Losing Control

by Yang-May Ooi

Last week the IABC’s EuroComm Conference 2008 took place in Barcelona, where I chaired the plenary panel discussion on social media. I was joined by co-panellists Giles Colborne of cxpartners, a web usability expert, and Marc Wright of simply-communicate.com, an internal communications specialist. We had a really good session, which was primarily the result of great comments and challenges from the 80 or so business communicators taking part in the session. I just want to focus here on one issue that emerged from the discussions, which I think reflects the main concern of businesses around social media: control.

When we asked the delegates what was preventing their businesses engaging in the social media, the main reason appeared to be an anxiety about losing control. If you have a blog or social network space, people can come and leave negative comments. If you allow your employees to use social media for internal communications, they could spread seeds of discontent internally. Social media tools also make it easier for staff to leak your internal discussions externally. If you offer spaces for user-generated content, you can lose control of the content and message.

But we also discussed how control is an illusion in the brave new world of social media. There could be people out there already expressing negative views about your business or brand on other social media spaces even if you don’t have a business presence on the blogosphere. Your staff are already able to sign up to Facebook or set up their own blogs at home, even if you block them at work. Leaks occur with email as easily as via any other internet or intranet tool. Someone could be filming you or any of your executives with their mobile phone camera even now, capturing your pratfall or offguard comment to be served up on YouTube for the world to see. Employers are doing internet searches of potential recruits as an add-on to the traditional ways of doing background checks - will they find that photo of you taken by a friend at your cousin’s wedding with someone’s knickers on your head?

For businesses who are worried about controlling the message about their product or services, the least you can do is monitor what the online is saying about you even if you decide never to engage in social media. And if you do engage with a blog or other social media tool, that can actually help enhance your reputation especially if you engage in an authentic way. The community you build around your blog will come to trust, respect and like you and loyalty can count for a great deal in times of crisis.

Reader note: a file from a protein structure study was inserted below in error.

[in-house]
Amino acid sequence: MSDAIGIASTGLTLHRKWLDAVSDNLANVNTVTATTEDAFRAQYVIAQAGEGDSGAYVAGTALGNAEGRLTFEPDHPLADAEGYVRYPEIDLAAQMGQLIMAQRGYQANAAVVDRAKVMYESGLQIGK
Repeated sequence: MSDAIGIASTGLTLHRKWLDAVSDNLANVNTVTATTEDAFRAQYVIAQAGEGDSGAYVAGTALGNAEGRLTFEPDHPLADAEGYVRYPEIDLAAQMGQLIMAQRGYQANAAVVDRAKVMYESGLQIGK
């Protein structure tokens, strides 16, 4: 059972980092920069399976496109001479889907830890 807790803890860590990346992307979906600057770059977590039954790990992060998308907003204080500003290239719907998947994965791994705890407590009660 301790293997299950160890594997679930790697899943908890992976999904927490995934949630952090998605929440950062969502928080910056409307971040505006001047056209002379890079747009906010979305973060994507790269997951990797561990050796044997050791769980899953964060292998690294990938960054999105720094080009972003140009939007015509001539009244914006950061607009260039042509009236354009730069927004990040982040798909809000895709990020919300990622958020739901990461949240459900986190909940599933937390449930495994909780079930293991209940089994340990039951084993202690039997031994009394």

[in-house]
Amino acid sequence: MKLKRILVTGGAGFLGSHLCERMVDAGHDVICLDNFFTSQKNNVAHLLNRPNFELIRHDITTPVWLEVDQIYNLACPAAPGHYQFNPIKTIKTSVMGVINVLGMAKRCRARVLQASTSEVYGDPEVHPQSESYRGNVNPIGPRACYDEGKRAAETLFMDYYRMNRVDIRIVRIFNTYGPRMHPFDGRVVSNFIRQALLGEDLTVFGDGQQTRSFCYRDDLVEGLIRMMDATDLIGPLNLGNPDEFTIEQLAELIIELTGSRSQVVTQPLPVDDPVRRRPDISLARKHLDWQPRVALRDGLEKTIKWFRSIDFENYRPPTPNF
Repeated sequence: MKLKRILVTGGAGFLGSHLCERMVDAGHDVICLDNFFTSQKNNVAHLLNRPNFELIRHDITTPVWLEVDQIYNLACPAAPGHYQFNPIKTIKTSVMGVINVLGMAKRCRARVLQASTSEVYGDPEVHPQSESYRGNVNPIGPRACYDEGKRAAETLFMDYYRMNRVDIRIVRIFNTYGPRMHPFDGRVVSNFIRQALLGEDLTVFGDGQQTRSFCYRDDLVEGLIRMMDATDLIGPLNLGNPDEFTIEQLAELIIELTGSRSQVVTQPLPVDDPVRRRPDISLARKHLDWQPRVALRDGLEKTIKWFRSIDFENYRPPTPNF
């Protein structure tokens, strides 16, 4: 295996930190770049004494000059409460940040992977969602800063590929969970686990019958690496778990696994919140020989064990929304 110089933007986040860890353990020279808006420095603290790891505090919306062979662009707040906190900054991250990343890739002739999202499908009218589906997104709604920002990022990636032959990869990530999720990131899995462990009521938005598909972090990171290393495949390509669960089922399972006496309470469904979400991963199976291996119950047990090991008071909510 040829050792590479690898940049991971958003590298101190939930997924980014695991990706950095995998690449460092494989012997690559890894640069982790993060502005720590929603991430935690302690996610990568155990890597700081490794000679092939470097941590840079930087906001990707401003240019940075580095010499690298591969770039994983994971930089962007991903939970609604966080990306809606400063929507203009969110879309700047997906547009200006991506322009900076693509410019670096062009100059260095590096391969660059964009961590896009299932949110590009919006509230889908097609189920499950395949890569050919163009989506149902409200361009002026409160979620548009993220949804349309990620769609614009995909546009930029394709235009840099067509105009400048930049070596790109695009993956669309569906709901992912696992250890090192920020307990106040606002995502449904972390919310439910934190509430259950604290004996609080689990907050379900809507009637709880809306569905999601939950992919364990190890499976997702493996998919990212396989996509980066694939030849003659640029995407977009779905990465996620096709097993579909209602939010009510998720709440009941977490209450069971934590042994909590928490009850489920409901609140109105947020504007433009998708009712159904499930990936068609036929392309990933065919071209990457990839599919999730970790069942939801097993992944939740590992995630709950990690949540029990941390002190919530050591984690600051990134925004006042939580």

For individuals, the question is: will we always have to be “on” not just when we engage online but wherever we are because we never know when someone may capture us unawares on digital media? This is a much more challenging issue. It is impossible to be perfectly behaved all the time - that’s just a fact of being human. And perhaps we have to trust that people know that - and that in the long term, people seeing someone’s mistake displayed on YouTube will recognise that it’s just a very human momentary lapse, especially if there are other images of that person online that counter lapse. Perhaps in this early period of the mobile phone video, there’s a lot of press and publicity about this issue because it’s novel but that in the long term, there won’t be such a hoo-ha because there’ll be so many unremarkable human failings available to view online. Or perhaps we will all have to hire public relations consultants to help us with reputation management in the future, whether we are Britney Spears or just an ordinary non-celebrity…

We did not reach any solid conclusions during the discussion, only that this is one debate that is going to contine.

What are your thoughts?

Photo: of car wreck thanks to OpenSkyMedia from flickr.com (CCL)

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